What made Biden’s speech so disturbing was his peroration, read from a script. (Improvisation is not something his staff permits, given his propensity for gaffes.) As Biden wound up, he told the crowd why Congress needed to pass the voting rights bill: “I ask every elected official in America: how do you want to be remembered? At consequential moments in history, they present a choice: do you want to be the side of Dr. King or George Wallace? Do you want to be on the side of John Lewis or Bull Connor? Do you want to be on the side of Abraham Lincoln or Jefferson Davis?”
Let’s be clear what Biden is saying. If you don’t support this particular voting bill and kill the filibuster to do it, you are exactly like the president of the Confederacy, like Alabama governor George Wallace (whose 1963 inauguration speech included the infamous phrase “segregation now, segregation tomorrow, segregation forever”), or like the vicious Birmingham police chief who used water hoses and dogs on demonstrators seeking the right to vote and integrate public places.
The best way to understand Biden’s broadside is that the president and his allies have finally replaced Dr. Johnson’s epigram “Patriotism is the last refuge of a scoundrel” with a new one: “Falsely charging racism is the last refuge of a scoundrel.”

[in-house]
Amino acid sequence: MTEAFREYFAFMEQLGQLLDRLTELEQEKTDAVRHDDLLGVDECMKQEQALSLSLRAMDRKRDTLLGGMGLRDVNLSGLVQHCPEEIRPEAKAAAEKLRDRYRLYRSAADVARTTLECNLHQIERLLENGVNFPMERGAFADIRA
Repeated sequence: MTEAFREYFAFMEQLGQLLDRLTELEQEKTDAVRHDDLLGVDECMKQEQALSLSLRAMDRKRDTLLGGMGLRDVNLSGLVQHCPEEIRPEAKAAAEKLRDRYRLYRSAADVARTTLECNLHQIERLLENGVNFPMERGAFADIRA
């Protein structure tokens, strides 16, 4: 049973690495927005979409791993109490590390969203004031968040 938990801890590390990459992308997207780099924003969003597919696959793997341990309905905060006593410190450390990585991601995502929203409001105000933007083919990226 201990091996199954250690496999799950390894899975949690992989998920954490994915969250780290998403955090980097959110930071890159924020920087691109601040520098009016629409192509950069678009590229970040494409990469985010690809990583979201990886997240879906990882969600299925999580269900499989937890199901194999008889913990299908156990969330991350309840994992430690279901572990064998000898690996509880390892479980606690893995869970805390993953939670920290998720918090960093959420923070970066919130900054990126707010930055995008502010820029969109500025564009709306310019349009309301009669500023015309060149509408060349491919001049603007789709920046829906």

The point is not that it is wrong to denounce racism, just as it is not wrong to embrace patriotism. Both are worthy values, when rightly framed. It is certainly right to denounce discrimination on the basis of race. One of the West’s hardest-won achievements is the ideal that the law should apply equally, regardless of race, creed, color, income or social status. We can — and should — endorse that value, condemn those who violate it, and denounce those who mobilize supporters with false or exaggerated claims of unfair treatment.
Unfortunately, those false claims are commonplace. Unscrupulous politicians use them to promote their agendas or simply increase their popularity. That’s exactly what Joe Biden did in Atlanta.
It wasn’t the first time. In 2012, when he was running for re-election as Barack Obama’s vice president, he used equally noxious language to smear his opponents, Mitt Romney, Paul Ryan and their Republican colleagues. Speaking of a congressional budget bill, Biden told a crowd:
We got a real clear picture of what they all value. Every Republican’s voted for it. Look at what they value and look at their budget and what they’re proposing. Romney wants to let the — he said in the first hundred days he’s going to let the big banks once again write their own rules, “unchain Wall Street.” They’re going to put y’all back in chains.